Insecure deserialization is a cybersecurity vulnerability that affects various programming languages, including C#, Java, PHP, Python, and others. This article explores the dangers of insecure deserialization, how it affects different languages, and how developers can mitigate the risks. Additionally, we will discuss the roles of penetration testing and source code reviews in helping companies protect themselves against insecure deserialization.
Deserialization is the process of converting a serialized object, usually in the form of a binary or textual representation, back into its original in-memory format. Insecure deserialization occurs when an attacker manipulates serialized data to exploit vulnerabilities within an application, leading to unauthorized access, data tampering, or remote code execution.
In C#, deserialization vulnerabilities can arise when using the BinaryFormatter or NetDataContractSerializer classes, which lack built-in security mechanisms. Attackers can craft malicious input data to exploit these vulnerabilities, leading to arbitrary code execution.
Java applications commonly use the native serialization mechanism provided by the java.io.Serializable interface. This mechanism has been proven to be insecure in many cases, as attackers can craft malicious serialized objects to exploit deserialization vulnerabilities.
PHP applications often use the unserialize() function to deserialize data. If user-supplied data is passed directly to this function without proper validation and sanitization, it can lead to insecure deserialization issues, enabling attackers to execute arbitrary code or manipulate application data.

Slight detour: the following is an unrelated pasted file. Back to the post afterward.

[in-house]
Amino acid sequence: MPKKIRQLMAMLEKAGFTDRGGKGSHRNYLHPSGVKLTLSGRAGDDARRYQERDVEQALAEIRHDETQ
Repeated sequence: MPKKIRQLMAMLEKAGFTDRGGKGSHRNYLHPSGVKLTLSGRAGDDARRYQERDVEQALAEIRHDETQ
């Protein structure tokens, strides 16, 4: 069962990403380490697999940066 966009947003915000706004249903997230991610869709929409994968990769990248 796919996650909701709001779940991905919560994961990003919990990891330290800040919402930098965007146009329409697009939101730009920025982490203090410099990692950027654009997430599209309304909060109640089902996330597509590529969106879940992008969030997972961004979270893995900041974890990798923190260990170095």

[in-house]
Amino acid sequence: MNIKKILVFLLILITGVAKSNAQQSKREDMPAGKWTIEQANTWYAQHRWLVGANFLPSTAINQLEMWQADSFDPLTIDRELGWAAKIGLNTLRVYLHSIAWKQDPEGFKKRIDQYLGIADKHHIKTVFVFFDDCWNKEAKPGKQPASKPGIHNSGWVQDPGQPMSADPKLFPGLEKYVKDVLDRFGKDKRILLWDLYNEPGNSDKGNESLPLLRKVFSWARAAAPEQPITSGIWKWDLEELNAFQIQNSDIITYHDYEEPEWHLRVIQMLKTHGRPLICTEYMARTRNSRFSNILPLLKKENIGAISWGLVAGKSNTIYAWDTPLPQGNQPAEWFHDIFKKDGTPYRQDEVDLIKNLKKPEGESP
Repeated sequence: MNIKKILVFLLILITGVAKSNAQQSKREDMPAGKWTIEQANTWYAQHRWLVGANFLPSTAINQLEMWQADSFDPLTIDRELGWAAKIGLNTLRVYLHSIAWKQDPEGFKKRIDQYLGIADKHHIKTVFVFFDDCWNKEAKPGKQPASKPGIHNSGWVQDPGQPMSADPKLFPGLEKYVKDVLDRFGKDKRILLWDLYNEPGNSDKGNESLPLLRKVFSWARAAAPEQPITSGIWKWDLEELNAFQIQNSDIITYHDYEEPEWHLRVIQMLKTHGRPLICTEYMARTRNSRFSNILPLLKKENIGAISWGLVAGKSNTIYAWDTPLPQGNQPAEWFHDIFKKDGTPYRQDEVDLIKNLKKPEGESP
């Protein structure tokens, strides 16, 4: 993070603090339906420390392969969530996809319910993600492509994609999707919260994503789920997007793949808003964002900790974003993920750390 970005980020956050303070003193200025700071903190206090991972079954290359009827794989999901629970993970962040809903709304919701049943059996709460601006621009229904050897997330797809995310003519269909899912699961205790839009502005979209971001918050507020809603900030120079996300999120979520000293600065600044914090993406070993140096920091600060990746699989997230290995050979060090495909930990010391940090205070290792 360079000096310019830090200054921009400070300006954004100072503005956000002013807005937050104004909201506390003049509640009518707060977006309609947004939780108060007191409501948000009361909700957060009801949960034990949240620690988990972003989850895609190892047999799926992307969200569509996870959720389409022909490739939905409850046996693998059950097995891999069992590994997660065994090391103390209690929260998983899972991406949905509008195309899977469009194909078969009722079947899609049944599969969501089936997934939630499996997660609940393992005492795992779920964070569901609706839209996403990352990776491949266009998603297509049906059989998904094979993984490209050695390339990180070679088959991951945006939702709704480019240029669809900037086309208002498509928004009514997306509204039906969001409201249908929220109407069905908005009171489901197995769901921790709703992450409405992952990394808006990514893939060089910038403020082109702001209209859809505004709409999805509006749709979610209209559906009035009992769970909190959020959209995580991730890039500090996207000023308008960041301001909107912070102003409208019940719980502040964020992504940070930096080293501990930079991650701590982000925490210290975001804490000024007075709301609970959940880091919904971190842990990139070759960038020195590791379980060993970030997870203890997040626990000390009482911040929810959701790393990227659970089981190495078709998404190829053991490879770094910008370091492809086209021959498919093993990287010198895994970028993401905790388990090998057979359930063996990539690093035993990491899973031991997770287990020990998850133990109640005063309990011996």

Python’s native pickle module is used for serializing and deserializing objects. However, the module is not safe for untrusted data, as it allows arbitrary code execution. Developers should be cautious when using the pickle module to deserialize untrusted data.
This is not an exhaustive list of languages or functions susceptible to insecure deserialization.
Use secure deserialization libraries or frameworks:
Use libraries or frameworks that provide secure deserialization mechanisms. For example, in Java, you can use the OWASP Java Object Signing (JOS) project, which provides a secure way to sign and verify serialized objects.
Validate and sanitize input data:
Always validate and sanitize user-supplied data before deserializing it. This can help prevent attackers from injecting malicious data into serialized objects.
Limit the types of deserializable objects:
Restrict the types of objects that can be deserialized to a specific set of trusted types. This can prevent an attacker from exploiting unknown or dangerous object types.
Encrypt serialized data:
Encrypt serialized data to protect it from tampering or unauthorized access. This can help ensure that only trusted parties can deserialize and access the data.
Penetration testing and source code review are essential practices to identify and remediate insecure deserialization vulnerabilities.
Penetration testers can simulate real-world attacks to identify insecure deserialization vulnerabilities in an application. By exploiting these vulnerabilities, testers can demonstrate their potential impact and help developers understand how to fix them.
Source code review:
Source code review involves analyzing an application’s source code to identify potential security vulnerabilities. Reviewers can detect insecure deserialization issues by examining how an application handles serialized data, looking for instances where user-supplied data is deserialized without proper validation or sanitization.
If you’re in the cybersecurity industry, you’ve sure seen the LastPass breach in the news. At the heart of this breach was an insecure deserialization – CVE-2020-5714. This CVE is a standard Python Pickle deserialization vulnerability that would have likely been caught in a white-box application penetration test/source code review.
Insecure deserialization is a prevalent cybersecurity vulnerability that affects multiple programming languages. By understanding the risks and implementing secure practices, developers can protect their applications from this dangerous vulnerability. Regular penetration testing and source code reviews are essential to identify and remediate insecure deserialization issues, ensuring that companies remain secure and their data stays protected.